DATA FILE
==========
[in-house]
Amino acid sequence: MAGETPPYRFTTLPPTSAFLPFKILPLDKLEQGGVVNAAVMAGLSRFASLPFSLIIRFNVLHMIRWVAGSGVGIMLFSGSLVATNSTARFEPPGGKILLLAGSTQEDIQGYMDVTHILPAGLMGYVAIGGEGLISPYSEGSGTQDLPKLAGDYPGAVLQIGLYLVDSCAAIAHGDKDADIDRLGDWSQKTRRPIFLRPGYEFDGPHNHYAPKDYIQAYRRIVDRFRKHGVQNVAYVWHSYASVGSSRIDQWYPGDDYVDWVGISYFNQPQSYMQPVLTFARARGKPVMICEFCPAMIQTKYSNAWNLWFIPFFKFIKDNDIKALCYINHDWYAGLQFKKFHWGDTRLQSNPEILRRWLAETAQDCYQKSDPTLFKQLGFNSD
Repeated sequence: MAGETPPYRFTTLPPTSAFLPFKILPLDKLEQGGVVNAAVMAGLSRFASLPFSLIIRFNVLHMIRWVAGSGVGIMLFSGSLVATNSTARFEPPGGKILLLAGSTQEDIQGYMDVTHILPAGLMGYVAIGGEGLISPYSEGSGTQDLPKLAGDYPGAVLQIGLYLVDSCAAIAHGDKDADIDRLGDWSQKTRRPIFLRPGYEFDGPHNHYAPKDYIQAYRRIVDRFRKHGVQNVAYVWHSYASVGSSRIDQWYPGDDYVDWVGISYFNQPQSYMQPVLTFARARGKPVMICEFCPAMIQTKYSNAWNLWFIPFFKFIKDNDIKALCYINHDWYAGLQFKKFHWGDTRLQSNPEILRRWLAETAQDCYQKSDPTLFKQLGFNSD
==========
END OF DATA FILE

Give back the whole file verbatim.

[in-house]
Amino acid sequence: MAGETPPYRFTTLPPTSAFLPFKILPLDKLEQGGVVNAAVMAGLSRFASLPFSLIIRFNVLHMIRWVAGSGVGIMLFSGSLVATNSTARFEPPGGKILLLAGSTQEDIQGYMDVTHILPAGLMGYVAIGGEGLISPYSEGSGTQDLPKLAGDYPGAVLQIGLYLVDSCAAIAHGDKDADIDRLGDWSQKTRRPIFLRPGYEFDGPHNHYAPKDYIQAYRRIVDRFRKHGVQNVAYVWHSYASVGSSRIDQWYPGDDYVDWVGISYFNQPQSYMQPVLTFARARGKPVMICEFCPAMIQTKYSNAWNLWFIPFFKFIKDNDIKALCYINHDWYAGLQFKKFHWGDTRLQSNPEILRRWLAETAQDCYQKSDPTLFKQLGFNSD
Repeated sequence: MAGETPPYRFTTLPPTSAFLPFKILPLDKLEQGGVVNAAVMAGLSRFASLPFSLIIRFNVLHMIRWVAGSGVGIMLFSGSLVATNSTARFEPPGGKILLLAGSTQEDIQGYMDVTHILPAGLMGYVAIGGEGLISPYSEGSGTQDLPKLAGDYPGAVLQIGLYLVDSCAAIAHGDKDADIDRLGDWSQKTRRPIFLRPGYEFDGPHNHYAPKDYIQAYRRIVDRFRKHGVQNVAYVWHSYASVGSSRIDQWYPGDDYVDWVGISYFNQPQSYMQPVLTFARARGKPVMICEFCPAMIQTKYSNAWNLWFIPFFKFIKDNDIKALCYINHDWYAGLQFKKFHWGDTRLQSNPEILRRWLAETAQDCYQKSDPTLFKQLGFNSD